The committee also said that the police participated in the violence that was led by the Hindutva activists to dismantle the sites of anti-CAA protests in multiple locations of northeast Delhi. It also said that in many incidents, Delhi Police personnel were found to be targeting Muslim residents of north-east Delhi and expressing their anger against anti-CAA protests in the same fashion as the BJP leaders and their supporters who formed the rioting mob.
The report notes as an instance to illustrate its assumption:
“In Kardampuri, on February 24, a glaring incident of police brutality against five young Muslim men was reported, resulting in the death of one of them, Faizan. As news of the violence at the Kardampuri protest site spread around the neighborhood, three of the five men – Faizan, Wasim and Rafiq – left their homes to search for their mothers, who were at the protest site. It appears that they were rounded up by the police, along with Mohammad Farhan and Kausar Ali. A video of the police assault went viral. The clip shows the men lying slumped on the street, being beaten by the policemen who order them to sing the national anthem and vande mataram, while other policemen capture this on video. The men can be heard begging for mercy, pleading that they are Indians too.”
Faizan later died because of his injuries.
Similarly, it cites the testimonies of Jamia Millia Islamia University students and CCTV video clips to comment on the Delhi police’s partisan action. In the days preceding the riots, the committee said, “The police entered the (Jamia) campus and, for over two hours, vandalised the campus and assaulted students.”
“The police also hurled several rounds of tear gas shells inside the library and mosque situated inside the campus. About 200 students were injured. Student testimonies recorded that the police made pejorative, communal remarks like, ‘recite the kalmia (last words)’, and ‘go to Pakistan’, while rounding them up,” the report noted.
The report drew comparisons between how the Delhi Police responded differently to the anti-CAA protesters and the Hindutva activists and BJP leaders who whipped up hate during the riots and in the days preceding the riots when they systematically attempted to equate anti-CAA protests as ‘acts of terrorism’.
“The police response to the two groups was inconsistent. The first few days of the protests against the CAA saw police action and the use of force directed against protesters and protest sites. This ranged from the denial of permissions to organise protests, allegations of police firing, assaults and beatings, and vandalism of a university campus. Prohibitory measures such as Section 144, CrPC were repeatedly imposed to stop anti-CAA protesters from gathering. Internet shutdowns were also reported from parts of Delhi, and limits were placed on public transportation to prevent people from congregating at the protest sites,” the committee reported about how the Delhi police dealt with the anti-CAA protests.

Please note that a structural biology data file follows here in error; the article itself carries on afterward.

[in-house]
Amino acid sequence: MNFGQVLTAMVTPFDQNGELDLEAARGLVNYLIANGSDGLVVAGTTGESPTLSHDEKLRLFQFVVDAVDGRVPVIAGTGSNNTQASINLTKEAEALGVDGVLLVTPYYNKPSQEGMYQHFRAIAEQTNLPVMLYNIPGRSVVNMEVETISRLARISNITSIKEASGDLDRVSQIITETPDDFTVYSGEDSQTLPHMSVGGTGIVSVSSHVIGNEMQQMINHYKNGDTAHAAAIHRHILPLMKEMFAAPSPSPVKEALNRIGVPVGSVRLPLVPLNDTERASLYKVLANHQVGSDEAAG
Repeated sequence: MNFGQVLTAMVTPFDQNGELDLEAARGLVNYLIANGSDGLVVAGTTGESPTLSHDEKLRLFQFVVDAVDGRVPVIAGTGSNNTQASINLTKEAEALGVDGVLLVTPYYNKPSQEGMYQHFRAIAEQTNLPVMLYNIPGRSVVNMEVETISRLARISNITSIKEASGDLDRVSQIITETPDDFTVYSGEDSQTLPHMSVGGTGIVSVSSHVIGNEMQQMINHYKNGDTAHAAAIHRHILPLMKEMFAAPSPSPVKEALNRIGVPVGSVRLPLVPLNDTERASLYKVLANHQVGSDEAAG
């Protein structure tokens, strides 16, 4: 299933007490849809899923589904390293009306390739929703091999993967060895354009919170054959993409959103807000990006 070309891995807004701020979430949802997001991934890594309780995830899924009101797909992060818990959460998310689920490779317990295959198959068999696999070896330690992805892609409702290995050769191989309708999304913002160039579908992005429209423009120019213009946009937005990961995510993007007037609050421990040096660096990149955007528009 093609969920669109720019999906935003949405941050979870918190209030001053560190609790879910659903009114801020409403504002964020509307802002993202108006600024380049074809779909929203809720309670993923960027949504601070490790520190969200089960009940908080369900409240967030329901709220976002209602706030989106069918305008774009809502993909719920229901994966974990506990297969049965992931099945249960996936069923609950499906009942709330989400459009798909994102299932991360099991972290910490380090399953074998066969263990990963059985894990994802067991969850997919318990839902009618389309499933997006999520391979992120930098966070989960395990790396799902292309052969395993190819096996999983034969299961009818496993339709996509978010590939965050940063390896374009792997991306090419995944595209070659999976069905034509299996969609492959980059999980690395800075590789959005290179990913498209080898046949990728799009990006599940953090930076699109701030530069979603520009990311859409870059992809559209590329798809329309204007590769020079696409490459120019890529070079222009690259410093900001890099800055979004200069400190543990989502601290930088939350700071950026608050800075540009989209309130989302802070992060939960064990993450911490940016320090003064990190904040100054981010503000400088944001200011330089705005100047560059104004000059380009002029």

“The Delhi Police, however, did not interfere with demonstrators or ruling party leaders in support of the CAA, even as many of these demonstrations based themselves on slogans which advocated violence,” the report said on the contrasting attitude of the Delhi police.
Questionable probe – process as punishment
The committee notes that the investigations into the riots have been blatantly communal in favour of the BJP and its supporters, even as the chargesheets filed by the Delhi Police leaves glaring loopholes in trying to establish its primary claim that the riots were a conspiracy by the anti-CAA protesters to defame India at an international stage. The claim made by the Delhi Police also happens to be the contention that the BJP leaders have advanced in the public realm.
The committee said that despite filing over 700 cases, the Delhi Police has filed chargesheets only in six cases between October 2021 and January 2022. It said that a number of factors point to the possibility that many of the charges slapped on the anti-CAA activists appear to be “fabricated”.
The report noted that “unaccounted delay by police witnesses in naming and identifying the assailants”, “belated statements by police witnesses”, possible tutoring of witnesses, failure of the police to record relevant information in the police station diaries, contradictions emerging in the Call Detail Records and CCTV footages point out that the evidence produced in the courts was “incompatible with the prosecution’s narrative”.
The report said:
“In many cases, courts have found that the Call Detail Records (CDR) location of the accused contradicts the prosecution’s claims regarding the presence of the accused at the place of the offences…In some cases where CCTV footage or videos have been submitted by the police, courts have found them unreliable as the police have presented footage where the accused is not visible. In other cases where the accused is visible in videos and CCTV footage, the footage presented does not show them carrying out violent criminal acts, or inciting violence.”